Some four months before Elon Musk officially took over as CEO, Twitter scored a victory in a case involving a private-equity billionaire and one of its anonymous users. That precedent could spell defeat for Twitter’s current legal efforts to find out who leaked its source code to GitHub, a media law expert told Law&Crime.
The case involved a then-unknown Twitter user going by the handle @CallMeMoneyBags, who — as the name suggested — poked fun at wealthy people in tech, finance or politics, such as Jeff Bezos, Nancy Pelosi and Musk. The legal wrangling started when the account turned its attention to billionaire financier Brian Sheth.
Brian Sheth is the only guy in tech who lost money during this epic bull market run. The former billionaire went from $2.3 billion in 2020 to $900 million in 2021, according to @Forbes. Ouch. #privateequity #forbes #briansheth #vista #vistaequityhttps://t.co/qzyT47KpJY
— MrMoneyBags (@CallMeMoneyBags) October 7, 2021
Some of the tweets at issue have since been removed but remain summarized in a court order.
“Over ten days, MoneyBags tweeted about Sheth six times, each time commenting on Sheth’s wealth and alleged lifestyle,” the 15-page order states. “One tweet, for example, reads: ‘Brian Sheth has upgraded in his personal life. The only thing better than having a wife . . . is having a hot young girlfriend.’ The tweet was accompanied by hashtags including ‘#FilthyRich’ and ‘#BabeAlert’ and included a photograph of a woman in a bikini and high heels. The other tweets were similar, each containing a photo of a woman and many alluding to an extramarital affair between her and Sheth.”
A shadowy company soon sprang into action.
“Within a few weeks of the postings, a mysterious entity called Bayside Advisory LLC registered copyrights in the photos, petitioned Twitter to take them down, and served a subpoena on Twitter for information identifying the person behind the @CallMeMoneyBags account,” recounted U.S. District Judge Vince Chhabria, from the Northern District of California.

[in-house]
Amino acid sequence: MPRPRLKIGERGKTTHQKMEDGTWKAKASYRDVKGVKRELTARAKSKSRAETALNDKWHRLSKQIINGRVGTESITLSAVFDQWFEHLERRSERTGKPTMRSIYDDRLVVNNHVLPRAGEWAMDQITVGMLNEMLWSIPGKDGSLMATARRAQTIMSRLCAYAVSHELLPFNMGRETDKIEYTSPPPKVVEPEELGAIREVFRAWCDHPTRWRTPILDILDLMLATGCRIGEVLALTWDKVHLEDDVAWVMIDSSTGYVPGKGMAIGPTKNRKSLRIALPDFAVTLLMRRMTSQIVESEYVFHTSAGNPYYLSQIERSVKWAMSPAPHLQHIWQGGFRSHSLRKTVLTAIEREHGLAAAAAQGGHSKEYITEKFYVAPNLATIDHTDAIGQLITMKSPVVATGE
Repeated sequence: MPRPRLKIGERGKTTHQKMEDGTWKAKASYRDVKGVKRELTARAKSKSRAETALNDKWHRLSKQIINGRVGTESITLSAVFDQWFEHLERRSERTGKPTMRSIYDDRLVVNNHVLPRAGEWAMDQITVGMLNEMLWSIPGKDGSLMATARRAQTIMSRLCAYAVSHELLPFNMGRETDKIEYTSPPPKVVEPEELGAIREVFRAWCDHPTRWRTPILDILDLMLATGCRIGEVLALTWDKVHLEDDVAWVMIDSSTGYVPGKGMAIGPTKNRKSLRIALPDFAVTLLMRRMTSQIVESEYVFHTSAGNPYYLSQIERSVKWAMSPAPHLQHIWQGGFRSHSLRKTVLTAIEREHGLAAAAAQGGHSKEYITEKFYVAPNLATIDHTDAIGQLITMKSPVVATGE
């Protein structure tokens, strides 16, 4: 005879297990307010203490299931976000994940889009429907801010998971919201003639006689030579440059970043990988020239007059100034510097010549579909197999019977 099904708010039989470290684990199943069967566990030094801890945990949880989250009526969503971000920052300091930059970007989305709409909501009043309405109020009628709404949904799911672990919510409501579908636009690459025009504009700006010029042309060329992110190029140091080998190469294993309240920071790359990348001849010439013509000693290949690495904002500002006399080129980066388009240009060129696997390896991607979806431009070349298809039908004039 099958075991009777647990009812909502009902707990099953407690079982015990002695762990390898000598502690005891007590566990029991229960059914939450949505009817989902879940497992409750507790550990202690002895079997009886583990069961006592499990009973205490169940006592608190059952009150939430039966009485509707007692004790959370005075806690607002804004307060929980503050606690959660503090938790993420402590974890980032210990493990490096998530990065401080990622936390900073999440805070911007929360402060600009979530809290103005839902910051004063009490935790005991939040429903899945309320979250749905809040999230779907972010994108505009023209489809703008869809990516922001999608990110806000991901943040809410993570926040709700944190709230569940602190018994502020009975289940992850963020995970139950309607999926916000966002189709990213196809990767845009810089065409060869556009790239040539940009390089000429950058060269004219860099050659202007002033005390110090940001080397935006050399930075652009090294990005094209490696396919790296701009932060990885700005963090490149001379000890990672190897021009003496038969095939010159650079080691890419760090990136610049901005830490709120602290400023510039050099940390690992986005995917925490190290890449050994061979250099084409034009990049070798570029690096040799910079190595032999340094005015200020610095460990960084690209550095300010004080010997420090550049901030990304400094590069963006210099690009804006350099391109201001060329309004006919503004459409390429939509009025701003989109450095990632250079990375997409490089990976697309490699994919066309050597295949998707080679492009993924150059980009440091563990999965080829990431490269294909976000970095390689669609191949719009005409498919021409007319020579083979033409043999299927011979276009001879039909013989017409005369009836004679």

Chhabria’s ruling established a precedent that an “unmasking” subpoena can be quashed where “revealing the user’s identity would violate his First Amendment rights.”
Former federal prosecutor Mitchell Epner, who practices media law as a partner of Rottenberg Lipman Rich PC, noted that the case established that an “[alleged infringer’s] interest in anonymity . . . may be so great as to outweigh [the copyright holder’s] interest in enforcing his copyright.”
The precedent was as fateful for MoneyBags as it was for Twitter.
When firing off the controversial tweets, MoneyBags had fewer than 400 followers. In a textbook definition of the Streisand effect, the account has since ballooned to more than 14,000. The Streisand effect gets its name from the singer and actress, who attempted to suppress an aerial photograph of her Malibu mansion — but instead, turned an image that had been viewed six times into one seen by hundreds of thousands of people.
As for Twitter’s leaked code, GitHub — an online collaboration hub for software developers — took it down within a day of receiving a copyright infringement notice but The New York Times reported that it appeared to have been on the site for several months. Musk has promised to make more of Twitter’s source code public, subject to constraints to protect user security, but he’s reportedly feared such a leak from scores of laid-off workers.
As the company hunts for the leaker, Epner expects Twitter to be forced to satisfy a test of their own creation.
“So, even if the Court issues the subpoena (which it likely will), GitHub might be able to quash the subpoena,” Epner said. “The decision would depend on Fair Use factors (a 4-part test) not addressed in Twitter’s request for the issuance of the subpoena.”
Epner said that either GitHub or the leaker would have standing to try to quash the subpoena.
“Either the user or GitHub can move to quash and use the Twitter case as precedent to prove that Twitter cannot get what Twitter wants,” Epner said.
Twitter’s attorney did not immediately respond to an email requesting comment. Neither did GitHub.
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